Rabbits are the bain of any farm's life and Home Farm is no exception. There are certain areas we have to make 100% rabbit-proof using netting dug 9 inches into the ground and 3 foot above. If we don't, the rabbits can destroy tender young salad crops - they never seem content with eating 1 or 2 plants preferring to nibble and damage a large number. It is important to keep a close eye on the fence for any damage because rabbits are persistent little creatures capable of exploiting the smallest of holes! There are times here when we can strongly identify with Mr McGregor in Beatrix Potter's Peter Rabbit!
Sep '08 15
Looking ahead to sunnier days, we'll start harvesting as soon as the dew is off the crops and the combine has had its daily service, which involves cleaning air filters, checking oil and greasing all the bearings. Then we'll continue harvesting until at least 10 pm, sometimes working into the early hours.
Aug '08 29
This year we've had the latest harvest since I started working at Home Farm in 1985. Normally by the August Bank Holiday Monday we've either finished or are close to finishing harvest and looking forward to a day off but due to all the rain this year this has not been the case. So far we've only completed about a third of the harvest. There are 750 acres of crops to harvest on Home Farm. These include 160 acres of oats which go into Duchy Originals Biscuits, 100 acres of malting barley which go into Duchy Originals Ale, 200 acres of wheat, most of which goes into the Duchy Originals Biscuits, 25 acres of mustard, which goes into the Duchy Originals Wholegrain Mustard and 63 acres of rye.
Jul '08 23
(Left to right: Catherine, Hannah, Ames, Emily) My name is Catherine and I run the Organic Vegetable Box Scheme at Home Farm. We distribute about 250 boxes a week within a ten to twelve mile radius of Home Farm. People don't know what they're getting in the box so it's a surprise for them which they tell us they love!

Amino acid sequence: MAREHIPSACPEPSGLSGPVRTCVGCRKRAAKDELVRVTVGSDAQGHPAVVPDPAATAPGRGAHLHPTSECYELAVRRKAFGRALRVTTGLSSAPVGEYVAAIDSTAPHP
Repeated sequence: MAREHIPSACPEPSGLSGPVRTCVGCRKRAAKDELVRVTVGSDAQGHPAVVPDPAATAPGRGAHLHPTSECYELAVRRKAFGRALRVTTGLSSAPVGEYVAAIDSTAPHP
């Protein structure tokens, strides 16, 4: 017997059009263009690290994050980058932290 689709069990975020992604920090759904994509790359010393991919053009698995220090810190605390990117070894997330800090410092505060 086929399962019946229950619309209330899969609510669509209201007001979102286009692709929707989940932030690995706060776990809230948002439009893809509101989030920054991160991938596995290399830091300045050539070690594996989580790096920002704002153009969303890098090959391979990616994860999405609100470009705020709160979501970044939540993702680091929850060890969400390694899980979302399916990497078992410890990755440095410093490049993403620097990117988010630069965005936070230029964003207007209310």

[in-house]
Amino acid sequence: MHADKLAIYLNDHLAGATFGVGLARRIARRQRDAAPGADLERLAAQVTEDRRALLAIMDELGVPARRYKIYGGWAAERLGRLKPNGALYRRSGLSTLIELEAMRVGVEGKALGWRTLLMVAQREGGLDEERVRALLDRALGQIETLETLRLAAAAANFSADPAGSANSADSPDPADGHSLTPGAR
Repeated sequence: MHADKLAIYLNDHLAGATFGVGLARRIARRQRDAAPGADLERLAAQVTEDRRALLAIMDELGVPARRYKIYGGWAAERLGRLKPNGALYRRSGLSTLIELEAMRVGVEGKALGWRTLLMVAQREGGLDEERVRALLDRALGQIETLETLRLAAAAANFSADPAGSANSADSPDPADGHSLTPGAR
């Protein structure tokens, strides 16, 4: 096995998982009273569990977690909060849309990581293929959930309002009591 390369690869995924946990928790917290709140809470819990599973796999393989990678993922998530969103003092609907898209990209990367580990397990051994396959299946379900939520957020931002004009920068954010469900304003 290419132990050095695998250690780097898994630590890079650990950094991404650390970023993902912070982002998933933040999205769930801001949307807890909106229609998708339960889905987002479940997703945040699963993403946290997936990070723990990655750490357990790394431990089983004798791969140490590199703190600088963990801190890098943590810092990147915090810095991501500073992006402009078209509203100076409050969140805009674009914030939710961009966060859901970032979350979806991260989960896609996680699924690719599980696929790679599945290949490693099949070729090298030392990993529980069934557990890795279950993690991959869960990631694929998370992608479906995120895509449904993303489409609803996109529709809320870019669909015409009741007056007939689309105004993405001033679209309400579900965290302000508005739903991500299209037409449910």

Jul '08 22
I do a few guided farm walks throughout the summer. Recently the Soil Association and a group which included people from different walks of life ranging from policy makers to food writers, authors and farmers joined me. I took them around the farm and we had some interesting discussions about the amount of energy used in the present food system.
Jul '08 11
We've had a lot of rain in the last week which was needed, but now we've had enough! So far in July we've had three inches which is quite a lot for this time of year (but not last year which we prefer to forget!). Because of the rain we can't make hay which is annoying as we've still got another 60 acres to make.
Jul '08 9
The other day Guy Tullberg and some members of his family and staff came and had a picnic on the edge of our mustard crop. Guy is the MD of Tracklements, the company which produces the Duchy Originals Wholegrain Mustard. Not surprisingly, they brought along a selection of their delicious mustards to accompany the cold snacks. It was rather nice to have a picnic all together and it's always interesting to taste some of Guy's new mustards. Tracklements are always coming up with some great tastes and it's nice as a farmer to see the end product.